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Lauren Salmon SPEDE 777 Merricats Castle School Video Lesson Unit of Study: NYC Landmark Review Literacy

y Common Core State Standards/Goals of Lesson: Foundational Skills: Print Concepts (d) Recognize and name some upper/lowercase letters of the alphabet. Phonological Awareness (c) Demonstrate awareness of relationship between sounds and letters; (d) With support and prompting, isolate and pronounce the initial sound in words. Phonics and Word Recognition (a) With prompting and support, demonstrate oneto-one letter-sound correspondence by producing the primary sound of some consonants. Writing Standards: Text Types and Purposes (2) With prompting and support, use a combination of drawing, dictating or writing to compose informative texts in which they name what they are writing about and supply some information about the topic. Objectives: - Students will be able to identify the first letter of landmark words. - Students will be able to write the name of one landmark in their journal. Pre-Assessment: Teachers have taken assessment data and observational notes to determine each students ability to recognize letters and their sounds. Teachers have also collected writing samples from students and have determined the appropriate level of support needed for each student in order to have them successfully complete a writing task. For instance, some students can write independently while others need to follow tracing marks or dictate ideas to a teacher. Post-Assessment: During small group activity time, teachers will be able to work closely with students to measure their ability to identify the first letter of the landmark they plan to draw. Once they have drawn a picture of their landmark students will write the name of the corresponding landmark using the pre-written cards as reference. Teachers will note whether the student was able to do so independently, or with supports (and if so, how much/what kind of support). Materials: - Landmark name cards written on sentence strips (first letter of each word in RED, the rest of the word in black) - Corresponding images for landmark name cards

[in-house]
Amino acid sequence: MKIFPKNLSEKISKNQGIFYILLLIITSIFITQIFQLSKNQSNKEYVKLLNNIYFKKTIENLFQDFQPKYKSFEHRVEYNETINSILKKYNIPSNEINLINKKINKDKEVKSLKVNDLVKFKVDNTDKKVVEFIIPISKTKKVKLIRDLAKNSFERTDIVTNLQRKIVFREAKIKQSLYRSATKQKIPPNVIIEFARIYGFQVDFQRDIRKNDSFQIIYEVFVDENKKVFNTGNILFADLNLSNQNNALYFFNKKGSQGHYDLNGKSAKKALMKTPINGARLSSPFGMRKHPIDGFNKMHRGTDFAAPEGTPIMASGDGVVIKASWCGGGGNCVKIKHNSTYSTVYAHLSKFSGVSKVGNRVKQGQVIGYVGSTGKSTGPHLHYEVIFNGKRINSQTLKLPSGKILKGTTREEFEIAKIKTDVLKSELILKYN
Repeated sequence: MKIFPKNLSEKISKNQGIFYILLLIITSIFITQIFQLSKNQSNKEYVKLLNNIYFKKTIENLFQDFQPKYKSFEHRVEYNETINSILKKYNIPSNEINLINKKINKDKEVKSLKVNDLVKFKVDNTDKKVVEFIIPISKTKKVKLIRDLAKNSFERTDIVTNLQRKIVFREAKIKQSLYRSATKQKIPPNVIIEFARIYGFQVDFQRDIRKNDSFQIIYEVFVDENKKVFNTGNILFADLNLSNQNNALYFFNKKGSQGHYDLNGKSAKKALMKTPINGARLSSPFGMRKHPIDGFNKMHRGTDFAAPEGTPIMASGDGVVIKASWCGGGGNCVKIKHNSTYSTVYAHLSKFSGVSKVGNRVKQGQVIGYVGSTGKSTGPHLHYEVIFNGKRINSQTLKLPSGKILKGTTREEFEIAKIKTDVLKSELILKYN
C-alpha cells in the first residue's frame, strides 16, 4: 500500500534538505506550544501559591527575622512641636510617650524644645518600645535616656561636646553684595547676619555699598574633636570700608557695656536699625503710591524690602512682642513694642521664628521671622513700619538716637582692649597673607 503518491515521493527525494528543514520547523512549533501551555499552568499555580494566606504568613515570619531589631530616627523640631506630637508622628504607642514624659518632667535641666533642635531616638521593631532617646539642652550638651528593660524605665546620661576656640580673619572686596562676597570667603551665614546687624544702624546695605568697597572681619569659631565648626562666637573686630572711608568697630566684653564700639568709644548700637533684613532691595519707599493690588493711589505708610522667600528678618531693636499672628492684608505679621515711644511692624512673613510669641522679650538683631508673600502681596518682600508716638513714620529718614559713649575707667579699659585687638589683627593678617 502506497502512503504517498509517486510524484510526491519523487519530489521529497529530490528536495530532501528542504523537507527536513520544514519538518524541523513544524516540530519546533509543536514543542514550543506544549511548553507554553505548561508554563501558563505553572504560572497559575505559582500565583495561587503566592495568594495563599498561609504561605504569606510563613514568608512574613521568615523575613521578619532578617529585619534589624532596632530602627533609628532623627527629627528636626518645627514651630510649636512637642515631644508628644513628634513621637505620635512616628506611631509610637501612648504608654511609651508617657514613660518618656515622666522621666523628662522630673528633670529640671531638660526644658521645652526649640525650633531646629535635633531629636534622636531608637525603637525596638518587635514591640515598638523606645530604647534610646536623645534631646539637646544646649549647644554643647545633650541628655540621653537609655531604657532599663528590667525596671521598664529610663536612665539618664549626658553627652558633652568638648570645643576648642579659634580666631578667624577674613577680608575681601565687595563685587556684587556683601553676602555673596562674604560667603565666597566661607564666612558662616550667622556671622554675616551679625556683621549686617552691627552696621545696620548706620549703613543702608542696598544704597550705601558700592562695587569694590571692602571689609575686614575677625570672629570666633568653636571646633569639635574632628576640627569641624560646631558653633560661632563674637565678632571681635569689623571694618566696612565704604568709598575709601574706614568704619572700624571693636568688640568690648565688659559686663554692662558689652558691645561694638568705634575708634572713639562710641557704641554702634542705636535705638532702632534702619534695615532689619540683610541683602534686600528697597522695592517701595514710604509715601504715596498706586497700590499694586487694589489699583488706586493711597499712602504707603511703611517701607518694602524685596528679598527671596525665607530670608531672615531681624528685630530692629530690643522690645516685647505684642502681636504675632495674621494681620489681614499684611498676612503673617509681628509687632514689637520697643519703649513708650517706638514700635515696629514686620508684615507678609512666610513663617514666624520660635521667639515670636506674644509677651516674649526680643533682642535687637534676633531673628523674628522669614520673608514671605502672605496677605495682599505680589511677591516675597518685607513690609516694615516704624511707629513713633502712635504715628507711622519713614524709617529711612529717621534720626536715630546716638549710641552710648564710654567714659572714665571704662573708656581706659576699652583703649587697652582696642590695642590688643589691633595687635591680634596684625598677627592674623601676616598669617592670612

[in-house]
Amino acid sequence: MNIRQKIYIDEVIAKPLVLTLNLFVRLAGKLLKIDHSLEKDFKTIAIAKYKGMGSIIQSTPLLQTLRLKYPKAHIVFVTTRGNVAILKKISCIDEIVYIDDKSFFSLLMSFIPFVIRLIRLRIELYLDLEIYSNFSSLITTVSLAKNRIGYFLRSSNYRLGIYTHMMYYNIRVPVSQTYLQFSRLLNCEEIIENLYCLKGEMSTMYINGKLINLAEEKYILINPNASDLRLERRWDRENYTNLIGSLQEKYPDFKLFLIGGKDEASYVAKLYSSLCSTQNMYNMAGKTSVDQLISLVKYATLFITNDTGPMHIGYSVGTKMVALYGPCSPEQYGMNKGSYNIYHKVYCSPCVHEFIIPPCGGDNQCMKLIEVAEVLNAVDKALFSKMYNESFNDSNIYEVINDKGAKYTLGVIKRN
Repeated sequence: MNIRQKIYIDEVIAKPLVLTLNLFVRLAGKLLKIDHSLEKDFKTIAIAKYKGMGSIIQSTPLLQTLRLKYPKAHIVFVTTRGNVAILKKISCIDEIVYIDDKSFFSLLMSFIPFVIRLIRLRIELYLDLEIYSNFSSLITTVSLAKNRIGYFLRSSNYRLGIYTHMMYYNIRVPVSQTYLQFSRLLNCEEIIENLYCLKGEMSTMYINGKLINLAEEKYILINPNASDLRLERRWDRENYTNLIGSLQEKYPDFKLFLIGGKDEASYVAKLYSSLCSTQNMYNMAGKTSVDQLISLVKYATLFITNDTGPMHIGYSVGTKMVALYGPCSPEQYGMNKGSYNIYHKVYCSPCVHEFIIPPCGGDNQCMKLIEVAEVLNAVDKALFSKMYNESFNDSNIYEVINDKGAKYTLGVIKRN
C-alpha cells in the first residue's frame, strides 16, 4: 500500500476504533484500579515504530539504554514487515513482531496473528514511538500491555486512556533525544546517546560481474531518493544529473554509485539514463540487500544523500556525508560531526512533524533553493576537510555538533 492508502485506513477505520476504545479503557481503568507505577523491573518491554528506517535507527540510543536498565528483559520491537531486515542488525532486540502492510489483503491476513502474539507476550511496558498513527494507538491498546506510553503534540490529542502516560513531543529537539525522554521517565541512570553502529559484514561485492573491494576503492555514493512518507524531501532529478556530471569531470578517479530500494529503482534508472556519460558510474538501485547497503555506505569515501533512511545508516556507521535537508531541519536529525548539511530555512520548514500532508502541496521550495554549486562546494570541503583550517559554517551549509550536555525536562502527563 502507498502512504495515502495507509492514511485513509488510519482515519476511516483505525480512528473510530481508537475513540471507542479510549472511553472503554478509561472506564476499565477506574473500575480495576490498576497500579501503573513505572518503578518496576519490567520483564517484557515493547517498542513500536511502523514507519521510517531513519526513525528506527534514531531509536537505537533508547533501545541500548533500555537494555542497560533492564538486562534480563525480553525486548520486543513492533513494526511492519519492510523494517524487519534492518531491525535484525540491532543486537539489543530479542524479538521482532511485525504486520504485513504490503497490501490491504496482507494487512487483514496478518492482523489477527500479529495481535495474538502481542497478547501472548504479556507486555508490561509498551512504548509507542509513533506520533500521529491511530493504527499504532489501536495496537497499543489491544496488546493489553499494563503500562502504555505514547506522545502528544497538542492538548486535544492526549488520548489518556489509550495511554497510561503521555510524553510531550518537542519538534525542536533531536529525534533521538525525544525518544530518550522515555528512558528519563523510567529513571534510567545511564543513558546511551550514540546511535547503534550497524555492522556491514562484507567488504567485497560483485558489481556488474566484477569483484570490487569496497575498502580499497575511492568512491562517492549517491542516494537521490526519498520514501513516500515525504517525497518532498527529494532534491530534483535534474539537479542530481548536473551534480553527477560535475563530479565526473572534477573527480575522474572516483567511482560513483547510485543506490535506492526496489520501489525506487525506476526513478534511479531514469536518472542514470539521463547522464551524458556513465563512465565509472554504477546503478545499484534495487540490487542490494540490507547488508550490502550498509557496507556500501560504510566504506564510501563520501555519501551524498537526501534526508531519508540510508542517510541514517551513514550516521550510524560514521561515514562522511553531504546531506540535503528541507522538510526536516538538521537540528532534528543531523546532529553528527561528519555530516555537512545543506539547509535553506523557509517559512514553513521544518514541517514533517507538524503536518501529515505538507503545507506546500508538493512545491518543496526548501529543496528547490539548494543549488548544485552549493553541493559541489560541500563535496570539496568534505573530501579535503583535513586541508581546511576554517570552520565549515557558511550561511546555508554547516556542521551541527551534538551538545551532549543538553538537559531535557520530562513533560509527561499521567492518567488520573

Landmark color print outs (cut into 2 puzzle pieces) with first letter on the back of one side Velcro & Tape Journals Writing utensils, colored pencils, crayons, markers Easel

Use of Technology: - Technology will not be used in this lesson but it could be used in classrooms with access to computers, smart boards and/or iPads. As students give details of landmarks, the teacher can pull up images and videos of landmarks to give students a comprehensive visual overview. If prompts are needed, the teacher can pull up audio or visual clues. Differentiation: - Students with pre-arranged visual calendars will be prepared in advance as to when they will be participating in each activity. - Certain students in the classroom are working on waiting their turn and may be intentionally selected as part of the second group of children at the journal writing activity table. Down: - Teachers will provide support to students who are unable to copy the name of the landmark in their journal by lightly tracing the letters or creating dashes to be connected by the student. - Teachers will provide choices to students who are unable to determine the first letter of a word, to help limit the options and also provide them with the correct answer within the options. (For instance, Brooklyn Bridge does it start with the letter T or the letter B? - Teachers will provide support to students who are unable to choose a landmark or start their task by offering visual supports such as pictures to help guide them. Up: Teachers will encourage students who are able to write independently to include additional words about their landmark in their journal. Teachers will encourage students who are able to independently write to assist peers needing more support.